Algorithm-based 'robo advice' platforms are rapidly evolving into sophisticated financial planning systems that can learn on the job, says ANZ.
Speaking at Pershing's Discover conference in Sydney last week, head of distribution of ANZ's E-Trade Andrew Shade said "if you ignore robo advice it will roll over the top of you".
"In 1997/1998 they were talking about online broking as being a whimsical thing that won’t get off the ground – look at it now," Mr Shade said.
Robo advice is "massive" globally, he said, and "it is coming, and it is getting smarter".
ANZ has recently teamed up with IBM to use 'Watson' – IBM's super computer that famously took on contestants in the US game show Jeopardy – to create a financial planning support tool.
Watson is unique because it has the ability to actively learn, said Mr Shade.
"We use it at our Grow Centre in [Sydney]. You can go in there and punch in a questions and it will give you an answer.
"This is slightly different to what we’re seeing in the robo advice market in North America which is largely driven by algorithms.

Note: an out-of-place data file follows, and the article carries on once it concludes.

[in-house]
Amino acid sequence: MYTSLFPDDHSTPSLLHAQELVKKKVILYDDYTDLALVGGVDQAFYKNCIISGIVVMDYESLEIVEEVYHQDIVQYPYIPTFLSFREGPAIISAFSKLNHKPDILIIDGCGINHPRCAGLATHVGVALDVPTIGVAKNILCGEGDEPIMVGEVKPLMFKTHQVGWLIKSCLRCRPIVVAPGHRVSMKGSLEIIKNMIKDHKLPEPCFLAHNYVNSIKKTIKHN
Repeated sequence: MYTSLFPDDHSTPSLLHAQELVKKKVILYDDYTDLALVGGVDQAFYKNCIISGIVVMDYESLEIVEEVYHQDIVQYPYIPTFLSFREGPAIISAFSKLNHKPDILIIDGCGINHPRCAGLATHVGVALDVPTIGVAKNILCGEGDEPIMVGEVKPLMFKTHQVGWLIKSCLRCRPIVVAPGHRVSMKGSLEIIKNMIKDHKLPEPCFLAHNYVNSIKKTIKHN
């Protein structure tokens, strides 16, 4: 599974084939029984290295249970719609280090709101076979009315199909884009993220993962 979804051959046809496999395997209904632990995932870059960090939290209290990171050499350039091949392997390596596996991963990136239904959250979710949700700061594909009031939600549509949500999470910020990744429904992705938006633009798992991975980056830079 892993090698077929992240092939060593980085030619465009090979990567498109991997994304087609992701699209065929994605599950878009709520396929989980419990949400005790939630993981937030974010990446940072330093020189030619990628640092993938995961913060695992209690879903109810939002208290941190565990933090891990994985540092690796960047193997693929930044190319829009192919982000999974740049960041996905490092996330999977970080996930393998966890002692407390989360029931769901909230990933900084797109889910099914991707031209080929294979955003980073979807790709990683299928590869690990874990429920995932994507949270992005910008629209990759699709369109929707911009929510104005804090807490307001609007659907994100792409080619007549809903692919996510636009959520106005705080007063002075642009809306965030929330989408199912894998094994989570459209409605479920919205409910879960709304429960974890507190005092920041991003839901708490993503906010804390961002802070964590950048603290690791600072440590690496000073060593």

"As products like Watson are developed, you will see much more sophistication coming into the advice market," Mr Shade said.
However, Mr Shade acknowledged that "a lot of robo advice is vertical because they’re selling their own products down the pipe".
"It will fill that middle ground, with a lower cost to service [clients].
"But I’ve been in this business for a long time and I always hope that it’s a contact sport – a people business.
"I’d much prefer to deal with people. So I think it services a segment of the market but I never want to see it take over the business," he said.
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